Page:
The Iron Revolution 2021 Advocacy for IV Iron


Senior Member
The iron revolution: Keeping abreast of the developments in iron therapy (

1 Department of Medicine, Georgetown University School of Medicine, Washington, District of Columbia, USA
2 Department of Clinical Nephrology, King's College Hospital, London, UK
3 Department of Medicine, University of Utah Health Sciences Center, Salt Lake City, Utah, USA
4 Department of Medicine, Pathology and Pediatrics, Knight Cancer Center, Oregon Health Sciences University, Portland, Oregon, USA
5 Division of Surgery, Clinical Trials Unit, University of Western Australia, Perth, Western Australia, Australia

Here, we address several misconceptions which could be misinterpreted as harmful clinical recommendations, and which are contrary to recent clinical practice guidelines in a number of conditions, including heart failure, chronic kidney disease, and cancer.

1. “Oral iron is usually well tolerated.”
While oral iron is the first-line treatment of iron deficiency, the side-effect profile is significant.
Nearly 75% of patients experience side effects which ultimately result in one in four ceasing treatment, predominantly due to significant gastrointestinal perturbation.3

2. “Inappropriate use of intravenous iron in chronic conditions such as cancer and heart failure in the absence of clear iron deficiency can lead to unwanted side effects.”

3. Similarly in cancer and chemotherapy-induced anemia, at least 15 prospective trials, several of which compared oral to intravenous iron, reported clear benefits in energy, activity, and quality of-life with intravenous iron.10

Outcomes have reported increased hemoglobin levels, correction of anemia, reductions in the need for the more expensive erythropoiesis-stimulating agents, reduced need for blood transfusions, and improved patient outcomes in fatigue and quality-of-life.

4. “Intravenous iron should be considered only if oral iron cannot be tolerated.”

While the first-line use of oral iron is recommended, over half of healthy patients will experience side effects that are dose dependent which translate to poor adherence or underdosing.

Additionally, about 20% will not derive any clinical benefit, i.e. oral iron does not work. Indeed, healthy women often suffer for many years with iron deficiency.15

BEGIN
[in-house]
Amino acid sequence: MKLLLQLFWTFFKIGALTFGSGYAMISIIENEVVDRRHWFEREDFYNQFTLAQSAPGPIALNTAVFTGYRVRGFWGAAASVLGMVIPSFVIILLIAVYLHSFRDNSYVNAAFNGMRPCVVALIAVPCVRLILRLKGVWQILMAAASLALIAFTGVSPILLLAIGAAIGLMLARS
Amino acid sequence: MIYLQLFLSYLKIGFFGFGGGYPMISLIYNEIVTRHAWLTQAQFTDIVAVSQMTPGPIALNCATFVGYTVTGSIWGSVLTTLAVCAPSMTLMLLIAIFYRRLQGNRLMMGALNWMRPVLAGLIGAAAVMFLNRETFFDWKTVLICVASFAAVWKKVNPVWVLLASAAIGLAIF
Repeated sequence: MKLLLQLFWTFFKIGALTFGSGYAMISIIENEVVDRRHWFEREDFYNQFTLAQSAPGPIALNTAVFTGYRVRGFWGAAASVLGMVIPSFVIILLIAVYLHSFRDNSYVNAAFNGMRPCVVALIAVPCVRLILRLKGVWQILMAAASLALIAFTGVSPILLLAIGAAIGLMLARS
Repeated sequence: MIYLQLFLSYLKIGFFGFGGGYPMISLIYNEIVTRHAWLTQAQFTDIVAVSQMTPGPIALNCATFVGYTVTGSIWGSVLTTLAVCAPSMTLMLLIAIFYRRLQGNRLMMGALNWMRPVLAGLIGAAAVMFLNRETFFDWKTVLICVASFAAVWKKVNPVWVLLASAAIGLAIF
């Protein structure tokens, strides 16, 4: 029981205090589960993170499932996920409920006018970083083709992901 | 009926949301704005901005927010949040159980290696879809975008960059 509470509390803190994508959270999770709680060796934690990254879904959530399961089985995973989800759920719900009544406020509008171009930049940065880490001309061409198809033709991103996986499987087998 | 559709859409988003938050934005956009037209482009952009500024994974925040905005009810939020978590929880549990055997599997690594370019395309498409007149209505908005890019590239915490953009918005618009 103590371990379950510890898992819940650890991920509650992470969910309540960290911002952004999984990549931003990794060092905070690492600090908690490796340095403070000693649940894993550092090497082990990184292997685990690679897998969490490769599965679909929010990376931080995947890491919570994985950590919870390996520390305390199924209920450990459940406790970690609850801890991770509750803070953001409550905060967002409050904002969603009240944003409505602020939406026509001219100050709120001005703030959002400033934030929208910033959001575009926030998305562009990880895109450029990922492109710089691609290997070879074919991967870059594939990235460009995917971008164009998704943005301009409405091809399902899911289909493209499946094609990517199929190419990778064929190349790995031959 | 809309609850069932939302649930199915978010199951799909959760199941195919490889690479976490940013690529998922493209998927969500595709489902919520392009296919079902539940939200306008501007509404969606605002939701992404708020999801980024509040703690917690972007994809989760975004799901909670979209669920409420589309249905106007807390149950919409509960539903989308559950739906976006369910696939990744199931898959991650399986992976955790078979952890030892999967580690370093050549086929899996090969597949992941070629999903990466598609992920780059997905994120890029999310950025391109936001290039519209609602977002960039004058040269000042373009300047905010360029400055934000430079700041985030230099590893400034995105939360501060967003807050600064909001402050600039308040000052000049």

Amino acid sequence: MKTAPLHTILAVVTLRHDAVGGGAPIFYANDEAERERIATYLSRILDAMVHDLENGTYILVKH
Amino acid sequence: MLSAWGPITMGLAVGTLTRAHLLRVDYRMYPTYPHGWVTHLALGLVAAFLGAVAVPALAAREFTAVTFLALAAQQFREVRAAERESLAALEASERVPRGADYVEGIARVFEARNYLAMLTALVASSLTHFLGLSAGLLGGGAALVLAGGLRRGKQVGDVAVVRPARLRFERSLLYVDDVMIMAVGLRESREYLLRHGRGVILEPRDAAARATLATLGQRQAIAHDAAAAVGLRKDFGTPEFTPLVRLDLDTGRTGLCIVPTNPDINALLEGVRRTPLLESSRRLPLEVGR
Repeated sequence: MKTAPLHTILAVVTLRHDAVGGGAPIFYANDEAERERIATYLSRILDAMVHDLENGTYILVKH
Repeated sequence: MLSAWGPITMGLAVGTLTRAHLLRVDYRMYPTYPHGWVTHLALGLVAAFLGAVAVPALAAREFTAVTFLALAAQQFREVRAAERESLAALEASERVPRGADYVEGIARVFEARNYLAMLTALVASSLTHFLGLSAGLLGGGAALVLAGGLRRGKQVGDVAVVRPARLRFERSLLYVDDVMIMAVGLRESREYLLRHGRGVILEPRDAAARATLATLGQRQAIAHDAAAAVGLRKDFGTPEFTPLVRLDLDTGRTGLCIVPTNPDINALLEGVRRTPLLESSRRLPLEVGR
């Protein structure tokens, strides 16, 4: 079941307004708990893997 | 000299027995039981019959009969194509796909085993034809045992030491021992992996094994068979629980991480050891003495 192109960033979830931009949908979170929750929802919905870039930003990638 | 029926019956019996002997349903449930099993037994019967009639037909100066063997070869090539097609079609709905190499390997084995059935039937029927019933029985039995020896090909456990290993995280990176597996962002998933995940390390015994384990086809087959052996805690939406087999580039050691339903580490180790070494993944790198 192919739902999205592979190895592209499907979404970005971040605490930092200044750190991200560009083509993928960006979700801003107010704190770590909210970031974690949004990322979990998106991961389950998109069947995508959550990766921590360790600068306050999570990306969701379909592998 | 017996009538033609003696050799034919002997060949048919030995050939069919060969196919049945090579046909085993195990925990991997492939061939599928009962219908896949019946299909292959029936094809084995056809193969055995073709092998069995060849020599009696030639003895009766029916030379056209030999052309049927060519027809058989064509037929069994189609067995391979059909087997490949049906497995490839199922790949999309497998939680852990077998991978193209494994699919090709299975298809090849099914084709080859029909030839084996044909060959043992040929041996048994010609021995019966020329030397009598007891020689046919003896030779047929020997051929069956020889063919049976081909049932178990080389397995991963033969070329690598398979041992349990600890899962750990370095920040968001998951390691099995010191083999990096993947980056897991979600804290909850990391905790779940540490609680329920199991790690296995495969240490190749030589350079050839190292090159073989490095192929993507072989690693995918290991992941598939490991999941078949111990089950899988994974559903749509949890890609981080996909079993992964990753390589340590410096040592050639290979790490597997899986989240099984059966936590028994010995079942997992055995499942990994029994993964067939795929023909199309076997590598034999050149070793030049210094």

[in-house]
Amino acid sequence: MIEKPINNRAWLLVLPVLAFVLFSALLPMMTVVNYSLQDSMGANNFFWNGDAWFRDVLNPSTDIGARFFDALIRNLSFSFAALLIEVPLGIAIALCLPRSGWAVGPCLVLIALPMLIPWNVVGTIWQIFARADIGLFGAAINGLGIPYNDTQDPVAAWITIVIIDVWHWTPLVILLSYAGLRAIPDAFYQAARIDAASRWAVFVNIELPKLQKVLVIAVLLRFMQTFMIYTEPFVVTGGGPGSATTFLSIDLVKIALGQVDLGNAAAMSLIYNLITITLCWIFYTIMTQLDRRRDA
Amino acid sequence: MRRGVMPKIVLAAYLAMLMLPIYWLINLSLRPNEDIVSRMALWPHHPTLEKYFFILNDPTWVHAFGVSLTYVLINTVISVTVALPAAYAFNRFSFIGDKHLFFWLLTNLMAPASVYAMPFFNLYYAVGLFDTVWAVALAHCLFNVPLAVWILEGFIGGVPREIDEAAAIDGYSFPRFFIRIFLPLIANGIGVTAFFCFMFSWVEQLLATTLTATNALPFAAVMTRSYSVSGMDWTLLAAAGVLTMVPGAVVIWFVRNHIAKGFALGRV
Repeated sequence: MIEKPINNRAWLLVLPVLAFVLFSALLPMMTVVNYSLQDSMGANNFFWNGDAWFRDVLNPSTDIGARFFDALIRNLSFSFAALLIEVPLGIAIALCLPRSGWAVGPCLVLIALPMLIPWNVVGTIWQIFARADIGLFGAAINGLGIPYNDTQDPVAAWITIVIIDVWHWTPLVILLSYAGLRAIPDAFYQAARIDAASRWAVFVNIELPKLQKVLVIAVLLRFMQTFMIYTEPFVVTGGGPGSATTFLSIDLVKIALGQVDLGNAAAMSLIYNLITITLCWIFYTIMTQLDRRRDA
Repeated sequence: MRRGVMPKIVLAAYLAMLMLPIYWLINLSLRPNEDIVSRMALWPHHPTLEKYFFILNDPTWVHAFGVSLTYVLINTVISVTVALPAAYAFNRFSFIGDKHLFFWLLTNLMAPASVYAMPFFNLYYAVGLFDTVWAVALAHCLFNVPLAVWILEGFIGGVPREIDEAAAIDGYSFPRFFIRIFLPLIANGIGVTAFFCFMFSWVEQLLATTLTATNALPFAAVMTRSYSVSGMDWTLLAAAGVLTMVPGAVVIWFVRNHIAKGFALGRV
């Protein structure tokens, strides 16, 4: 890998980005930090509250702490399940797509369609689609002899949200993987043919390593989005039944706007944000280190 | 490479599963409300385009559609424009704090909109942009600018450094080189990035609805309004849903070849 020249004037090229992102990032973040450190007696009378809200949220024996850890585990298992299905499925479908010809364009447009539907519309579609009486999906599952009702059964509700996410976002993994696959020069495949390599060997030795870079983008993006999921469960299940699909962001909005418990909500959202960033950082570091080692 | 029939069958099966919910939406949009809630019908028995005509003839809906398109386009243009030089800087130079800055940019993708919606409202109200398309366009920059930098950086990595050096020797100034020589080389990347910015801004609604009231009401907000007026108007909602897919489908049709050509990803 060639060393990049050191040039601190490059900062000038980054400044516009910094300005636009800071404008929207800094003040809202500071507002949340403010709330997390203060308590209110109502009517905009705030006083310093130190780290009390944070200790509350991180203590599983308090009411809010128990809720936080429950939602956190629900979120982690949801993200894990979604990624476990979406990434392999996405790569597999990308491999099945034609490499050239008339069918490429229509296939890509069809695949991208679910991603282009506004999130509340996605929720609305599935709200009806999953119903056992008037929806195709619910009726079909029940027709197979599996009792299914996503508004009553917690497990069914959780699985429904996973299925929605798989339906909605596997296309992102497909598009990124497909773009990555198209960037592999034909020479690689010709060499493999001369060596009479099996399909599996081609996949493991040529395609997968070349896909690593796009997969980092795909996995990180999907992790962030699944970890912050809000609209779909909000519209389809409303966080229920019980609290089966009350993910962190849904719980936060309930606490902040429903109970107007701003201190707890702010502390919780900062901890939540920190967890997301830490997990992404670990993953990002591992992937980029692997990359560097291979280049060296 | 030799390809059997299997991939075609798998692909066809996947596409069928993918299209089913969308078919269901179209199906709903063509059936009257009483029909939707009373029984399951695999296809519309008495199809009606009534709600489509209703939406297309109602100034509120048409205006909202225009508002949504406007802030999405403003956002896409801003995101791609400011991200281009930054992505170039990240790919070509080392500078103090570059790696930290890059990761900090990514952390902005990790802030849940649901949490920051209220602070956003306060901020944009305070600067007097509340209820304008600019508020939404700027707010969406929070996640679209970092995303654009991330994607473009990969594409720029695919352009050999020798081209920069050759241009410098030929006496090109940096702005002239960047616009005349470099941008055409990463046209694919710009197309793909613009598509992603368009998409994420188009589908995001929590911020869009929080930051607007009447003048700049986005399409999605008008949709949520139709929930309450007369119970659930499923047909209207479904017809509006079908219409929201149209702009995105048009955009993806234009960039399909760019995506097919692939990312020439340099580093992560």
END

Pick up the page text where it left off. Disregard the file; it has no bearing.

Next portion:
It is important to note that there are many clinical scenarios where oral iron may not be effective.

These include the common and often underdiagnosed symptom of heavy uterine bleeding which can affect one in three women. Blood loss in excess of 1 L per annum can lead to an imbalance in iron supply and demand where oral iron cannot keep up with the losses.16

In the setting of inflammatory bowel disease, oral iron can be toxic to the intestinal epithelium17,18 worsening the disease process itself, and independent of anemia, while causing an incommodious growth of intestinal bacteria negatively altering the microbiome.19

It is increasingly recognized that iron deficiency is very common following bariatric bypass surgery20 either where the duodenum (the location of DMT1 that facilitates iron absorption) is bypassed, or in gastric reduction surgery where oral iron cannot be conjugated to vitamin C, amino acids, and sugars to prevent its conversion to the unabsorbable ferric hydroxide in the proximal duodenum from the massive alkaline secretions from the pancreas.

6. “Iron is not specifically recommended for restless legs syndrome, but a trial of oral iron can be considered.”

Restless legs and muscle cramps are a common and disabling symptom of iron deficiency particularly with serum ferritin levels <15 ng/mL, but also present in conditions exhibiting functional iron deficiency.

Indeed, there are multiple randomized controlled studies supporting the recommendations of the World Sleep Society which recommends iron replacement, especially intravenous iron, when iron deficiency is present, as frontline therapy for restless legs syndrome.23
We propose that the modern intravenous iron formulations represent a revolution in healthcare, enabling one of the most common conditions in the world to be effectively treated, often in just one 20–30-min treatment.